US20070009139A1 (en) * 2005-07-11 2007-01-11 Agere Systems Inc. Facial recognition device for a handheld electronic device and a method of using the same
WO2007134417A1 (en) * 2006-05-24 2007-11-29 Idéias Seguras Tecnologia E Consultoria Em Softwares Ltda Method for identifying a typing motor pattern
WO2007142780A2 (en) * 2006-05-31 2007-12-13 Telcordia Technologies, Inc. An automated adaptive method for identity verification with performance guarantees
US20080052781A1 (en) * 2004-06-22 2008-02-28 Nds Limited Digital Rights Management System
US20090037986A1 (en) * 2007-07-24 2009-02-05 Next Access Technologies, Llc Non-disclosing password entry method
US20090083847A1 (en) * 2007-09-24 2009-03-26 Apple Inc. Embedded authentication systems in an electronic device
US20110246198A1 (en) * 2008-12-10 2011-10-06 Asenjo Marta Sanchez Method for veryfying the identity of a speaker and related computer readable medium and computer
US8209758B1 (en) 2011-12-21 2012-06-26 Kaspersky Lab Zao System and method for classifying users of antivirus software based on their level of expertise in the field of computer security
US8214904B1 (en) 2011-12-21 2012-07-03 Kaspersky Lab Zao System and method for detecting computer security threats based on verdicts of computer users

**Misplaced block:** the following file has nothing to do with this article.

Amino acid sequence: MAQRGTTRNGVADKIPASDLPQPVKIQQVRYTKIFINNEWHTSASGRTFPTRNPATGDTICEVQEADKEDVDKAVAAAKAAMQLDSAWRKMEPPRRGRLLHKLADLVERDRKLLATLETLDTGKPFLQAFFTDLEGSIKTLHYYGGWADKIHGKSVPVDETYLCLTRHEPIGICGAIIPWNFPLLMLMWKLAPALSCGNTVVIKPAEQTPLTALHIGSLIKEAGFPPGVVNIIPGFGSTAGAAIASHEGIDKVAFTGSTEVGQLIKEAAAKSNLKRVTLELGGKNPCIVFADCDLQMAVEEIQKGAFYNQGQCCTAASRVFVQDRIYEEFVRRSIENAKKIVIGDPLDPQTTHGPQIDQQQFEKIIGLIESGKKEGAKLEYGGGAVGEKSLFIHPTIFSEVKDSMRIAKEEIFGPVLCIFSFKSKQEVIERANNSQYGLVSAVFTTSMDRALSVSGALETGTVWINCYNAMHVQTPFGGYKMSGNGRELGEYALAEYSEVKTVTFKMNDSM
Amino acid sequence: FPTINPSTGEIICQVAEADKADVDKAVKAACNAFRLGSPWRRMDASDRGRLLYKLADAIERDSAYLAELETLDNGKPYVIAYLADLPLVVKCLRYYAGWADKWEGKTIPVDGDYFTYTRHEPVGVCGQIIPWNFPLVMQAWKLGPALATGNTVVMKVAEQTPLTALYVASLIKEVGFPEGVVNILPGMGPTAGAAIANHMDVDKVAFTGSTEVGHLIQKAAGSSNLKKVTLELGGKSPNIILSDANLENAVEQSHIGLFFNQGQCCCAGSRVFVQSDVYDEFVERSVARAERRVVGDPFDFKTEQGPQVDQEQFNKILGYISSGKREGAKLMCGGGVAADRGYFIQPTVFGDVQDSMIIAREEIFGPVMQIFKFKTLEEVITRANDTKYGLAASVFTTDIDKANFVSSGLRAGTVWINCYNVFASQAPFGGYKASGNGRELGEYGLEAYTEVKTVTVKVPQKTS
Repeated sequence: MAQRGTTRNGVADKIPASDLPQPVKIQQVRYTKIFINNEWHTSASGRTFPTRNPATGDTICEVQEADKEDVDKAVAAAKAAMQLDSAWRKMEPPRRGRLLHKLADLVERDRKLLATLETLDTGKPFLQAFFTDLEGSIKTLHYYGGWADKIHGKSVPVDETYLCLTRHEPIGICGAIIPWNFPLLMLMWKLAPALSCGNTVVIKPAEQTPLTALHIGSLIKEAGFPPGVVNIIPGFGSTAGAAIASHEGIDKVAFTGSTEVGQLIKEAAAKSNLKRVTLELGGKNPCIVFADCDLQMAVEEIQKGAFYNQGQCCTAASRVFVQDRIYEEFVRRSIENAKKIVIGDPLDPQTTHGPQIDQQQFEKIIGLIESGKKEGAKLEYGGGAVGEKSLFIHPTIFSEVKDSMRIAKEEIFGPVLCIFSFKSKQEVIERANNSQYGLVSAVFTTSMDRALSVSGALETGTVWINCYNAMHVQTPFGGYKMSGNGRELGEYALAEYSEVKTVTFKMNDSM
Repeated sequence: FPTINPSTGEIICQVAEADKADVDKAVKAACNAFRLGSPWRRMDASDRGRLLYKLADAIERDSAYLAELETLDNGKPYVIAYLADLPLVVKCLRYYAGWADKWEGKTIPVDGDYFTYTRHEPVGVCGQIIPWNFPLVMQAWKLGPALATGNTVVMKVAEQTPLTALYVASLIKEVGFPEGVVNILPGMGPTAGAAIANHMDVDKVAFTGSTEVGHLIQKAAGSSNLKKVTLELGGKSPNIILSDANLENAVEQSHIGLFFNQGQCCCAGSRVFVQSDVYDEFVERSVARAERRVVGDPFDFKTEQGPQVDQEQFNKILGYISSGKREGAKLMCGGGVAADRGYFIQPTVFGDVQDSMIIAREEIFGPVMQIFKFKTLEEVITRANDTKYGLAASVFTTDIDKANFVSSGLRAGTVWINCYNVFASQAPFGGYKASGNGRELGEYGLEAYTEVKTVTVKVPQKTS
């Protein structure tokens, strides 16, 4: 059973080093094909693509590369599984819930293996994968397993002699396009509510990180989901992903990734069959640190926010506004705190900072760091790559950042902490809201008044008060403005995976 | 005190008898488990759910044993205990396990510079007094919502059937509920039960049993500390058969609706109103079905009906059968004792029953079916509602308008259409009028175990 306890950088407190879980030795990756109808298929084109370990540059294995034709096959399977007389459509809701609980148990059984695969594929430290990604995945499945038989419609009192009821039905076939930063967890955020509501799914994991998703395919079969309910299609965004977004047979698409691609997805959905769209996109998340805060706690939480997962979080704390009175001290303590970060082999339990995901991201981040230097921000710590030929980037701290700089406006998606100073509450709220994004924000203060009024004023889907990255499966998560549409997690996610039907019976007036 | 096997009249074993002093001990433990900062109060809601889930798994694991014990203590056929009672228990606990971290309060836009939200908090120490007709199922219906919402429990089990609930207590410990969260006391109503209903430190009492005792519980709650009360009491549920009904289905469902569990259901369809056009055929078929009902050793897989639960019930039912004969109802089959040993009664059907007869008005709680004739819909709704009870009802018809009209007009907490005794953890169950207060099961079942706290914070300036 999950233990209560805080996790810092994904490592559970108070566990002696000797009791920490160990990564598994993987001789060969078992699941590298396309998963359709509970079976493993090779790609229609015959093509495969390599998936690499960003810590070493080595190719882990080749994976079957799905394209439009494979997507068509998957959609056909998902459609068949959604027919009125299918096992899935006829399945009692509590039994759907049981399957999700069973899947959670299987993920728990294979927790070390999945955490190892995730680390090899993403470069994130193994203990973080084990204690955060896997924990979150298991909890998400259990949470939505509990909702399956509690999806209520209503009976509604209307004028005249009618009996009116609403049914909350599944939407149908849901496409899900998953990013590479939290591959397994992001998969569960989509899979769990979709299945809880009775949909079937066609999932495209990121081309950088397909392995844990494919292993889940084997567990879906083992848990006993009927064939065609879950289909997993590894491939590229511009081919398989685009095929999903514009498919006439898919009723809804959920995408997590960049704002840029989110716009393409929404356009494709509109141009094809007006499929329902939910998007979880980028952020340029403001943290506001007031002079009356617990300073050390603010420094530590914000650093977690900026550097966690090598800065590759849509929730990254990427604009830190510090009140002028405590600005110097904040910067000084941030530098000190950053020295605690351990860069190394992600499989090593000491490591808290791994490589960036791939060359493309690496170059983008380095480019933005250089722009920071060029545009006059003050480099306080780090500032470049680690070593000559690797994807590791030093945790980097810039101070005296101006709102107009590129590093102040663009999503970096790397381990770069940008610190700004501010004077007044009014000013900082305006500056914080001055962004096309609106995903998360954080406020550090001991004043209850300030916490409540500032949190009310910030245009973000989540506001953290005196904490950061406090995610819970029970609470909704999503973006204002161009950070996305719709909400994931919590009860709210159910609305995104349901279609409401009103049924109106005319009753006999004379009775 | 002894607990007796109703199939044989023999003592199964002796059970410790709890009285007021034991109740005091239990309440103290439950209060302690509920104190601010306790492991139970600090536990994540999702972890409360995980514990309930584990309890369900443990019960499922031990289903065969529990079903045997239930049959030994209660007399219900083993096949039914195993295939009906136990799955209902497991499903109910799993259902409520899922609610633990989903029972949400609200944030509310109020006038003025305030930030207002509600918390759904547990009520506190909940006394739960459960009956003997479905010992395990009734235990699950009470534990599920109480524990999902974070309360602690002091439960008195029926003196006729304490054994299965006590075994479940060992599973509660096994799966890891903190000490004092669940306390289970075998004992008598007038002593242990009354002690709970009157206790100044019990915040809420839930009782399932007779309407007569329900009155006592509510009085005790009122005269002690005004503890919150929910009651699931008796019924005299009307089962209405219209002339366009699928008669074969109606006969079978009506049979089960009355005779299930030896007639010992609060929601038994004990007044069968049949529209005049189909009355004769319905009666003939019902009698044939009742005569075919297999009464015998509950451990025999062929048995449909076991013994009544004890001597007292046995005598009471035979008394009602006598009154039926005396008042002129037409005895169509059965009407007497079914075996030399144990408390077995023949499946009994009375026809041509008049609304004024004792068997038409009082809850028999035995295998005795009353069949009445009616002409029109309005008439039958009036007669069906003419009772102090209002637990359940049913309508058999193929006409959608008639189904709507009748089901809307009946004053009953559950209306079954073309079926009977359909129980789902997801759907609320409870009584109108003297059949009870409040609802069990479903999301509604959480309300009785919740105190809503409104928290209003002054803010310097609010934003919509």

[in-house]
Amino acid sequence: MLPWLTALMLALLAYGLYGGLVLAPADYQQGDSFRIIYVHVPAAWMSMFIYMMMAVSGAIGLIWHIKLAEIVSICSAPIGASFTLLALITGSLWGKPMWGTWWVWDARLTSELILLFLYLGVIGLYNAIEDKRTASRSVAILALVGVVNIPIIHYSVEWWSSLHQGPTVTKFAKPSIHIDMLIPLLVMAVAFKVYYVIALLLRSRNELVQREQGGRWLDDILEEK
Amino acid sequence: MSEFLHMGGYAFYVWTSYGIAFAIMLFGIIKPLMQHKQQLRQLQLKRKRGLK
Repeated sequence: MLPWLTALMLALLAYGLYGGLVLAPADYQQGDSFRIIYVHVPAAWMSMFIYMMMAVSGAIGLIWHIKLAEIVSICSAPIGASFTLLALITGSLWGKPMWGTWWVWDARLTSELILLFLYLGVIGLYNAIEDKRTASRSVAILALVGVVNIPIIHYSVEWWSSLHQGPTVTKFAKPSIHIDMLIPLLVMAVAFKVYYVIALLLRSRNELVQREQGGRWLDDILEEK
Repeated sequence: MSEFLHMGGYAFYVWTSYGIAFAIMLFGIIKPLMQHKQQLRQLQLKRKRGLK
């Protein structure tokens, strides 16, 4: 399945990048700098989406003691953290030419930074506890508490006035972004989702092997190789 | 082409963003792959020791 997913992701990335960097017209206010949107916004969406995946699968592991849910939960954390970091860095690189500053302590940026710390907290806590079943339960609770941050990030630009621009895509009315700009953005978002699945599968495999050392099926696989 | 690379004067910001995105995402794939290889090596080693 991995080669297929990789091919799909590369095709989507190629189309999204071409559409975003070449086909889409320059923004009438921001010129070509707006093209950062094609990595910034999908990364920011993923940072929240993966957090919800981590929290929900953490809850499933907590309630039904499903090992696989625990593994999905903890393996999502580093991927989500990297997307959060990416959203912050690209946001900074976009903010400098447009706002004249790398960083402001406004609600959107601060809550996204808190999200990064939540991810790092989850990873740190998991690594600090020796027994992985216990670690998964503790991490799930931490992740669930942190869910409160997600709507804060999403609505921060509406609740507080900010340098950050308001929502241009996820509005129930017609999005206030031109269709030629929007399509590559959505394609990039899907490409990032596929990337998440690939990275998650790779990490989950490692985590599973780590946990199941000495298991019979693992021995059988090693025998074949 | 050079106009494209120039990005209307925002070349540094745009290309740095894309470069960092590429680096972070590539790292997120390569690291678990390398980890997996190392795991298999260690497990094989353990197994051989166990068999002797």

US8214905B1 (en) 2011-12-21 2012-07-03 Kaspersky Lab Zao System and method for dynamically allocating computing resources for processing security information
EP2584488A1 (en) 2011-09-20 2013-04-24 Kaspersky Lab Zao System and method for detecting computer security threats based on verdicts of computer users
GB2518386A (en) * 2013-09-19 2015-03-25 Ibm Code verification
CN105184259A (en) * 2015-09-09 2015-12-23 西南大学 Online signature identification method and system
US20160042170A1 (en) * 2013-09-10 2016-02-11 Ebay Inc. Mobile authentication using a wearable device
US9342674B2 (en) 2003-05-30 2016-05-17 Apple Inc. Man-machine interface for controlling access to electronic devices
US20160275277A1 (en) * 2014-06-27 2016-09-22 Jerry Huang Data protection system based on user input patterns on device